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"Dark Streets" is the kind of film you can appreciate as an object, but not as a story. It's a lovingly souped-up incarnation of the film-noir look, contains well-staged and performed musical numbers, and has a lot of cigarettes, tough tootsies, bad guys and shadows. What it doesn't have is a story that pulls us along, or a hero who seems as compelling as some of the supporting characters.
The hero is Chaz (Gabriel Mann), who has inherited a nightclub from his secretive father, who was a power magnate. Night after night, he sits in the club, smoking and regarding his stage shows. Too many nights after nights. The most noticeable thing about Chaz is his pencil-thin mustache. OK, so it's the 1930s, and actors like William Powell and Clark Gable had mustaches like that and played good guys, but somehow don't you associate the style more with snaky villains and riverboat gamblers? A very young man wearing such a mustache is trying to tell us something we don't want to know.
Chaz's club feels more like a set than a business. The whole film feels that way: As if the sets, actors and dialogue are self-consciously posing as classic film noir instead of sinking into the element. Look at a film like "Dark City," which is obviously made of sets but feels like noir to its very bones. Here, the moment Bijou Phillips and Izabella Miko appear on the screen, they exude: I'm the dame in a movie nightclub!
That's not to say they're not good. In fact, they're surprisingly good, especially in the club's jazz-based production numbers, where they sing and dance and are sultry and entertaining. It's wrong of me, but I'm always a little startled when someone like Bijou or Paris Hilton turns out to be talented, because it's wrong that's not what they're famous for.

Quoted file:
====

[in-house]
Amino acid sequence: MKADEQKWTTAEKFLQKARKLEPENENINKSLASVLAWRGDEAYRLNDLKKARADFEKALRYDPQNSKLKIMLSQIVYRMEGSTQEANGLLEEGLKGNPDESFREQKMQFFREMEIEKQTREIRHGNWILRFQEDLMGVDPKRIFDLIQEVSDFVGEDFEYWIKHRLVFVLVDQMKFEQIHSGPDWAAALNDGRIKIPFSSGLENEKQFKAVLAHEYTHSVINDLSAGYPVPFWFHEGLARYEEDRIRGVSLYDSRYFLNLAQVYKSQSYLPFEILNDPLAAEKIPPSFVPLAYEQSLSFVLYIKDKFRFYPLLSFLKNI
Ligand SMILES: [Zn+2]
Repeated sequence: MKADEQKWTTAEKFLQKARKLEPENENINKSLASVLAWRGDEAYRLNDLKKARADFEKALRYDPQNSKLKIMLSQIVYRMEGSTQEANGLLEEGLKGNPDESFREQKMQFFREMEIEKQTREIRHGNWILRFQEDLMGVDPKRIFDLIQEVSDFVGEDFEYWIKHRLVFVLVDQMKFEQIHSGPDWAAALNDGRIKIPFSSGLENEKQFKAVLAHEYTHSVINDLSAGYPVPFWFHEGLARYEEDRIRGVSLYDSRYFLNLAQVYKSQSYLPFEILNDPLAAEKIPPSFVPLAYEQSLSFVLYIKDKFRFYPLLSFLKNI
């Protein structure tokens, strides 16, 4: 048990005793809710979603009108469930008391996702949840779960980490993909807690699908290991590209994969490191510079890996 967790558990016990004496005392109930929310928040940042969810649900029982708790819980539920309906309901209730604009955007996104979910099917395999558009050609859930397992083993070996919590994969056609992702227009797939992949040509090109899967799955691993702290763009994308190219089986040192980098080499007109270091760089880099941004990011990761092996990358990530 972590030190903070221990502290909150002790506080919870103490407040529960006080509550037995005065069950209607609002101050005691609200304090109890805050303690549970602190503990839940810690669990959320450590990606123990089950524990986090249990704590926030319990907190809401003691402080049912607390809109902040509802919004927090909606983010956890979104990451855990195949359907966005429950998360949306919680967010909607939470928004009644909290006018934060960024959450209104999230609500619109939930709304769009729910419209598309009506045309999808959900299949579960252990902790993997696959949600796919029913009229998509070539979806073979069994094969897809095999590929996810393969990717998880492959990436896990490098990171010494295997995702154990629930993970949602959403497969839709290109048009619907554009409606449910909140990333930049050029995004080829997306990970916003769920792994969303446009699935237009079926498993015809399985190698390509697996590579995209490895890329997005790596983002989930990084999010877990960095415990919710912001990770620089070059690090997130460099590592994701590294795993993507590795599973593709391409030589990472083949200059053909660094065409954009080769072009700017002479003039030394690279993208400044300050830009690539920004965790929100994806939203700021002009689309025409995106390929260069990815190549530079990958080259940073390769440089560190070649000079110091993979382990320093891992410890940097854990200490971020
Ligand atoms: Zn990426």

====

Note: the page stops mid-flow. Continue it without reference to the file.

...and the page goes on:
It's difficult to imagine how Chaz's smallish club, even though it does good business, can afford to stage those production numbers, which although not Vegas in scope, are at least comparable to those on a big-time cruise ship. I'm reminded of Broadway musicals where six extras play the audience in "42nd Street." Other details seem out of scale. If Chaz's dad really was a power tycoon, shouldn't the offices of this vast monopoly be more impressive than some gold stenciling on the glass of an office door? I think the power blackouts that keep shutting down the city may be intended to remind us of Enron's deliberate California blackouts, but that plot thread leads nowhere.
The movie is directed by Rachel Samuels, with a screenplay by Wallace King, based on Glenn M. Stewart's play "City Club." Since it plays more like the book for a musical, maybe she should have just gone ahead and made it a musical. That would have forgiven the lapses in logic, explained the sets and production numbers, and shrugged off problems of scale. And it would have built on the movie's strength (not just the performances, but a nice soundtrack presence by Etta James, B.B. King, Natalie Cole and others). You'd still need to make Chaz more formidable. At least in a musical, he doesn't need to be Robert De Niro.